The idea of paying a mortgage with a credit card may seem surprising to some consumers, but a number of people choose to use this strategy as a means of managing a mortgage more effectively. While there is the potential to use this tool in a way that ensures payments are never remitted late and possibly even make a little money off the transaction, there are also some potential drawbacks to consider before deciding to use this method on an ongoing basis.
One of the chief benefits of paying a mortgage with a credit card is the ability to make the payment on time, even if receipt of a paycheck is delayed for some reason. Consumers who have suddenly lost a job due to downsizing or are out of work for a few weeks due to an illness may also use this method to remain current on the mortgage. Doing so makes it possible to avoid late fees as well as notes on credit reports about slow or late payments that could have an adverse effect on the credit rating. Once the paycheck has arrived or benefits due to the ill consumer are received, a payment to the credit card company offsets the charge, essentially returning everything to normal.
Another potential advantage to paying a mortgage with a credit card is to take advantage of cash back bonus plans associated with some credit card accounts. In this scenario, the card is used to make the payment and the holder earns a fixed percentage as a cash back bonus for that qualified charge. Care must be taken to determine if a mortgage payment is considered a qualified purchase, and also to make sure that the amount of the mortgage payment does not exceed any limits that the provider places on the total amount of a given qualified purchase. Assuming that the amount of the mortgage payment does not exceed the allowed amount, and does constitute a qualified purchase, the bonus is applied to the account or sometimes even rendered in the form of a check at the end of the year.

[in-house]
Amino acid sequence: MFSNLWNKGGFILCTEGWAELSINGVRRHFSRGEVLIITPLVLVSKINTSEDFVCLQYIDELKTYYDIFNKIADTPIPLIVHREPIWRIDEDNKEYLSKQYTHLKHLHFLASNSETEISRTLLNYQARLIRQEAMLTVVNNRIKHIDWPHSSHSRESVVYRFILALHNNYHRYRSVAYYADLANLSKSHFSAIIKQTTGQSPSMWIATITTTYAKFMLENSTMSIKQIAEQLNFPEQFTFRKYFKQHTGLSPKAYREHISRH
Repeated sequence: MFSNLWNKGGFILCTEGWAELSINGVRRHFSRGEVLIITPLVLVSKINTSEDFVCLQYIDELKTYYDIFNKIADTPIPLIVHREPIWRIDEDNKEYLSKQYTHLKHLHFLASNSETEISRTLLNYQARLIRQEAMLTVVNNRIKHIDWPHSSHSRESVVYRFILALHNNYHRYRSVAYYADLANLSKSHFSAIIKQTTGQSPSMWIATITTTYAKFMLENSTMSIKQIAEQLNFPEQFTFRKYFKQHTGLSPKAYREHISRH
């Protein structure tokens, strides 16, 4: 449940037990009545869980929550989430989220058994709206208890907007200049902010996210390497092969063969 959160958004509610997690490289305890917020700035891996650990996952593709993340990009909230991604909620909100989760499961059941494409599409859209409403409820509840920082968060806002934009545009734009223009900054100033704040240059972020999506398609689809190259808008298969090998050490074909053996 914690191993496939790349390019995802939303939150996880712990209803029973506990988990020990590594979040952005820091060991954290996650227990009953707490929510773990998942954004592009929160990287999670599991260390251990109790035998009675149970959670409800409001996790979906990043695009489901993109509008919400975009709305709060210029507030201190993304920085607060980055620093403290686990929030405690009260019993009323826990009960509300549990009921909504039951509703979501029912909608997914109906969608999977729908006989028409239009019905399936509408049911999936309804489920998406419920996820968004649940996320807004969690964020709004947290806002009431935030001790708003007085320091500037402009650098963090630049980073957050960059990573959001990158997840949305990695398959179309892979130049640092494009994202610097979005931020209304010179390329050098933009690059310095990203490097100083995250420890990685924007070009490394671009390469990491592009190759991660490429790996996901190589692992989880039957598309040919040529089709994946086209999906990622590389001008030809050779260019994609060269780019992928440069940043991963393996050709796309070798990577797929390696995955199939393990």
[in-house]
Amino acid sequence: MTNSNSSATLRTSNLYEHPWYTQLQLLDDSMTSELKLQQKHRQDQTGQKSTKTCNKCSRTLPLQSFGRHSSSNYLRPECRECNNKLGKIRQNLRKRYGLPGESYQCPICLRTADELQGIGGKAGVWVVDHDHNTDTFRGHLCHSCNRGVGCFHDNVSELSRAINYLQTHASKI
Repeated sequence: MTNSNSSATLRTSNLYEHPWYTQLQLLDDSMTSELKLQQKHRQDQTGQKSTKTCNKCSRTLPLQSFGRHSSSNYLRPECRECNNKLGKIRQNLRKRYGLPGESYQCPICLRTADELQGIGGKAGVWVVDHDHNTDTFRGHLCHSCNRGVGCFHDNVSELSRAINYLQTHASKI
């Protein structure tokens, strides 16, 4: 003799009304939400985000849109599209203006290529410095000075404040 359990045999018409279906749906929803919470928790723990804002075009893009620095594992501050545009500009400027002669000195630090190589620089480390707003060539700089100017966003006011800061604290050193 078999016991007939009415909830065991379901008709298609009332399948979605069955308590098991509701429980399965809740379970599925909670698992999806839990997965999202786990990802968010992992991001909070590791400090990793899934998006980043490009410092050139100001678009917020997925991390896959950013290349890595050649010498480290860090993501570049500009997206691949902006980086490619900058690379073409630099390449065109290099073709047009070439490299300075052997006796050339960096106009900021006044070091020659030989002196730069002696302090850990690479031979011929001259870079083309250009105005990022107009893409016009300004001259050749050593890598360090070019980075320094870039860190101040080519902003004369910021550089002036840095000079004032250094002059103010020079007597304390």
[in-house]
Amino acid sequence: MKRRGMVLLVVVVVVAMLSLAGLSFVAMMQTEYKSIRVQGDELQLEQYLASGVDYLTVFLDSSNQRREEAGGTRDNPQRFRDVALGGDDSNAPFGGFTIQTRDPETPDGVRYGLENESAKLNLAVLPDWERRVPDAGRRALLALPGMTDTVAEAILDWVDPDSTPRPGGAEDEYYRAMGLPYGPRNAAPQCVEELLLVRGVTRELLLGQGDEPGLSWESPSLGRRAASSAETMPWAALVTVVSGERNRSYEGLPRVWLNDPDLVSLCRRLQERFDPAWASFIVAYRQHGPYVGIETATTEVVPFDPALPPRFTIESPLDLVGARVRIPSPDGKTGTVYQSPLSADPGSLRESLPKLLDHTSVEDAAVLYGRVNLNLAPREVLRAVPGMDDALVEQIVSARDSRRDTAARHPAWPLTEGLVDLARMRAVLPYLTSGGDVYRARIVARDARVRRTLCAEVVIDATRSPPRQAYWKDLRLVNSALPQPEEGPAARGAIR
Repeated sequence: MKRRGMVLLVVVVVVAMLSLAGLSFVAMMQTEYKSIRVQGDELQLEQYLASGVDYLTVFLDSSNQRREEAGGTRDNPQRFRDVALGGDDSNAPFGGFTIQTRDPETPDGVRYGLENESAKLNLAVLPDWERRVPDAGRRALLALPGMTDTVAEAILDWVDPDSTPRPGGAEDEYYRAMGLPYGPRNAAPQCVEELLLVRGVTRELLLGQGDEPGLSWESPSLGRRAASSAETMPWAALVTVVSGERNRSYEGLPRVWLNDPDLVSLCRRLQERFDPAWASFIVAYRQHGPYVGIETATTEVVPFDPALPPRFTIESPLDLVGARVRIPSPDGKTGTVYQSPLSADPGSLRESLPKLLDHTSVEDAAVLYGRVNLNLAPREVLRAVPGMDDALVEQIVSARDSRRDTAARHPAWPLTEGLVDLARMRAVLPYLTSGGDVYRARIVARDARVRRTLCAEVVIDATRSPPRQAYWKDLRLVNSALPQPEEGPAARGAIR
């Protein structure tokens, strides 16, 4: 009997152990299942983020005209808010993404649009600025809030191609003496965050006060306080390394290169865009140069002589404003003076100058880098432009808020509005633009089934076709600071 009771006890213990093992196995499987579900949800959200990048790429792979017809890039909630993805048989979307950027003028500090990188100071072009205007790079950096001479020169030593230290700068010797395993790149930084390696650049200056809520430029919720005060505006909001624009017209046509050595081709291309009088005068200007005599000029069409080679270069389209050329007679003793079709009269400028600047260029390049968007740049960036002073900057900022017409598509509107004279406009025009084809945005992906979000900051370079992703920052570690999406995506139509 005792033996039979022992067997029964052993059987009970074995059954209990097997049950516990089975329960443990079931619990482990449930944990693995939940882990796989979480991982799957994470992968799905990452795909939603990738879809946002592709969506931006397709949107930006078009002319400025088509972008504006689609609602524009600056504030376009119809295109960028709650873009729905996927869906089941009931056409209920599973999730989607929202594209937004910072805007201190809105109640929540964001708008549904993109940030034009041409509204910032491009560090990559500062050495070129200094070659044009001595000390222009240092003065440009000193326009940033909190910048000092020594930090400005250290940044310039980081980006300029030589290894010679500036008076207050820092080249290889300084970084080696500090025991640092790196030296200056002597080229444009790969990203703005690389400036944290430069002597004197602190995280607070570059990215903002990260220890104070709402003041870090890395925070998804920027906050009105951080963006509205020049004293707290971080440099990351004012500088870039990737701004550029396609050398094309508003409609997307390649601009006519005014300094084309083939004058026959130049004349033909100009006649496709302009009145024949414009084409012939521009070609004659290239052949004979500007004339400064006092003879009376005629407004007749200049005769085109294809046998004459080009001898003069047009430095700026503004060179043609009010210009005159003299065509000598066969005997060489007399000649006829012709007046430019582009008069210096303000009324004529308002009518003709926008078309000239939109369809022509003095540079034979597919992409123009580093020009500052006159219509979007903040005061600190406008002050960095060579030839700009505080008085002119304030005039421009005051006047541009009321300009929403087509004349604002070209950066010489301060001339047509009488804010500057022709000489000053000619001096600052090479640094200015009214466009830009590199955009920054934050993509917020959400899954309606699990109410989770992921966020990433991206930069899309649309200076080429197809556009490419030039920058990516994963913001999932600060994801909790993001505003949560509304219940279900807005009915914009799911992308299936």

While paying a mortgage with a credit card does have some advantages, there are some potential liabilities to consider. Not all lenders make it possible for homeowners to charge mortgage payments. When this is the case, it may be possible to go through a third party who accepts the charge then forwards the cash payment to the mortgage lender. In return, the third party normally charges a fee. While convenient, this does add cost to the overall task of paying on the mortgage, and also creates the potential for a payment to be delayed, resulting in the assessment of late fees.
Another potential danger with paying a mortgage with a credit card is failing to retire the amount of that payment each month. The temptation to simply let the balance ride for a month or two may create a trend that soon results in exhausting the limit on the credit card. Since that balance continues to accrue interest, the consumer is incurring interest charges associated with the loan on not one but two fronts, making the mortgage more expensive overall. Unless the homeowner is very disciplined when it comes to paying off the balance of the credit card every month, any benefits from using this strategy are quickly offset by the added costs and potential damage to his or her credit over the long run.